If you were one of the dozen or so people who found themselves inexplicably drawn to Steven Bochco’s HBO series “John From Cincinnati,” you understand what happened to the Pontiac Solstice Coupe.
Pontiac Solstice Coupe
Not knowing that “John” was about to be capped as a single-season effort, the show’s writers introduced new characters very late in show’s run. As it turned out, the show’s transfixed audience never found out why Howard Hesseman was tossed into the mix with but a single episode left on schedule.
In many ways, the Pontiac Solstice was a lot like Howard Hesseman. By the time a coupe version of the affordable little sports car was in production, Pontiac’s future had been called into doubt.
The Solstice and its mechanical cousin, the Saturn Sky, were introduced as convertibles for the 2006 model year. Both received mostly positive reviews for their sporting nature and affordability, though many media outlets–including Consumer Guide–dinged them for their lack of drivetrain and cabin refinement. Per our 2009 review:
“The cabins in both these convertibles are awash in hard plastic that looks extremely cheap. Sky compensates slightly by offering a few glossy, piano black panels. Several Sky and Solstice test cars suffered from poor assembly quality and a variety of squeaks and rattles.”
Still, the public embraced the duo, and both sold surprisingly well.
For 2009, a targa-roofed coupe was introduced, though only on the Pontiac side. Unfortunately, the coupe’s arrival was obscured by General Motors’ tenuous financial position, not to mention the generally dismal economic climate following the 2008 banking crisis.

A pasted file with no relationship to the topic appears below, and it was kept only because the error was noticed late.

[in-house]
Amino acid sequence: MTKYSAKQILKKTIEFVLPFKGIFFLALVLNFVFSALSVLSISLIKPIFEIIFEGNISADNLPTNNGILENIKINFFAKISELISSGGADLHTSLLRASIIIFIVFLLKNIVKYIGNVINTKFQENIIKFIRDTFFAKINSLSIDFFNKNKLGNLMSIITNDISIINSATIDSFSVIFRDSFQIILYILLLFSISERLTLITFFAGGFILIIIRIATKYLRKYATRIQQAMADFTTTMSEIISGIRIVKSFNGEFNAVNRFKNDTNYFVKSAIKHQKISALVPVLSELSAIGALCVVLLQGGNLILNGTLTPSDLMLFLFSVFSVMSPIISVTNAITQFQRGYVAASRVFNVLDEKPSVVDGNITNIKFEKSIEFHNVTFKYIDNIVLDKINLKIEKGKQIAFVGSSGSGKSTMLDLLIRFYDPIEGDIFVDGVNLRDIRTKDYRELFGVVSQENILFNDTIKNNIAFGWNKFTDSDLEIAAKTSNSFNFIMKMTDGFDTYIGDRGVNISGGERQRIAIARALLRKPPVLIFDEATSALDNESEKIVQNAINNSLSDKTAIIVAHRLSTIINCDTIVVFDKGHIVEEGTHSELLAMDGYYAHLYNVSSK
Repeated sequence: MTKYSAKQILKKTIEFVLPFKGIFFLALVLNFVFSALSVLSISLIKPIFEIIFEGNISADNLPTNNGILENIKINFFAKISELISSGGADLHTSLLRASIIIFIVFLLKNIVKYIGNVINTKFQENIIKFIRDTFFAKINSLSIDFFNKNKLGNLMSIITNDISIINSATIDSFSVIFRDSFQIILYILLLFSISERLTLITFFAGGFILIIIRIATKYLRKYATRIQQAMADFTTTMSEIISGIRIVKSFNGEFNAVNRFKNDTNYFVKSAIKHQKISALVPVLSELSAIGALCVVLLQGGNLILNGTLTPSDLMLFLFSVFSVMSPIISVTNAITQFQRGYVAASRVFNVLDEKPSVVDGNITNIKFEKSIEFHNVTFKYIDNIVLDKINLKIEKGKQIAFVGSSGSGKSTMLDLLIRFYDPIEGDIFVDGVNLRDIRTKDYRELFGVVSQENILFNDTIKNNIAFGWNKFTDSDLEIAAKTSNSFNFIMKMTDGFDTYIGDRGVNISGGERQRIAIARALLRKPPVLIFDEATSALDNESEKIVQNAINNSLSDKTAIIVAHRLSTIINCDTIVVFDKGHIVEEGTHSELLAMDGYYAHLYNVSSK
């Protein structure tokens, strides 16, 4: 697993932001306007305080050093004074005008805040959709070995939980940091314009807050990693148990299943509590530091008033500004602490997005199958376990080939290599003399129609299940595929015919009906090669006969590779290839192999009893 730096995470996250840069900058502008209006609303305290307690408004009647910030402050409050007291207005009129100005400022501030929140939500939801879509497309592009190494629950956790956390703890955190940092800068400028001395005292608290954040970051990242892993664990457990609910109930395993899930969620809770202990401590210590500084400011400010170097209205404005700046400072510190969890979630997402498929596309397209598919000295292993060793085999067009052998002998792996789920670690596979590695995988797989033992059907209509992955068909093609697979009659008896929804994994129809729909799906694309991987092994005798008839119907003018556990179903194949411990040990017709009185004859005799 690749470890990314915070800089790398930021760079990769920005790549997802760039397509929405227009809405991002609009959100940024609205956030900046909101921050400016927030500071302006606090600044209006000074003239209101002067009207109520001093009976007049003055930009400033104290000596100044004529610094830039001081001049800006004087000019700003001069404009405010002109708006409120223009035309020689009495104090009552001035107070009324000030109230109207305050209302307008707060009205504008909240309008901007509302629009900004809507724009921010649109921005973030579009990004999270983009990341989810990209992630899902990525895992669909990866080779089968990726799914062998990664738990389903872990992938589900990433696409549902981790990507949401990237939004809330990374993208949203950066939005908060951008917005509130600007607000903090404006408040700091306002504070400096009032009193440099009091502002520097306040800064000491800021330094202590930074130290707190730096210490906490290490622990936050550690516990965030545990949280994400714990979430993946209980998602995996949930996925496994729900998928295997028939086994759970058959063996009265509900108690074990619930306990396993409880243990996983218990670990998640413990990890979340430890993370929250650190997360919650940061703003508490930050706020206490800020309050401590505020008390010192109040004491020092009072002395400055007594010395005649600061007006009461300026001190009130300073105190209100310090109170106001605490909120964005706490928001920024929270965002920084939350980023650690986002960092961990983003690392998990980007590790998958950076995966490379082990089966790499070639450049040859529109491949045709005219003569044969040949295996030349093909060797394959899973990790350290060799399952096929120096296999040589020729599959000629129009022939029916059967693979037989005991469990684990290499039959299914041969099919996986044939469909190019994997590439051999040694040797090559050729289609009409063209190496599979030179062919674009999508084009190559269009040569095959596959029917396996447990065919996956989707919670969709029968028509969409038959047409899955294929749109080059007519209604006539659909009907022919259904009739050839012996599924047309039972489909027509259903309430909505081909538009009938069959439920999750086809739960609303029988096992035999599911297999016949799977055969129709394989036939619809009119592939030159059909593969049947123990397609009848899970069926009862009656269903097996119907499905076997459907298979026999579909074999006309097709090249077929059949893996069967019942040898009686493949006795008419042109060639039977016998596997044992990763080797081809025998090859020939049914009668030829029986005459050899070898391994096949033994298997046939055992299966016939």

With new-car loans difficult to obtain and consumer confidence shaken by the meltdown, car sales tumbled in ’09, with sales of impractical sporty vehicles being hit especially hard. All told, just 1152 2009 Coupes were built, about 20 percent of total Solstice production.
By the end of the 2009 model year, Pontiac’s fate as a soon-to-be discontinued General Motors’ sales division had been made public. The Solstice was dropped from future production plans.
Still, a total of 20 Solstices were built for 2010, all of which were used by GM employees instead of being made available for retail sale. Of the 20 Solstices built that year, 12 were coupes, all of which were GXP models.
It’s unclear how many 2010 Solstice coupes were eventually resold to the public. However, one GXP in special (and now ironic) Heritage Edition livery, crossed the Barrett-Jackson auction podium in 2011, commanding $55,000.
Of the 2009 Solstice, Consumer Guide summed up its review thusly:
“The base Solstice and its Saturn Sky sibling match Mazda’s MX-5 Miata for performance, handling, and style, but not for practicality or powertrain polish. The turbocharged Solstice GXP and Sky Red Line are notably faster but suffer the same drawbacks as the base versions. Still, Solstice and Sky are affordable, fun-to-drive American sports cars–even if they don’t always impress for refinement, decor, or design detail.“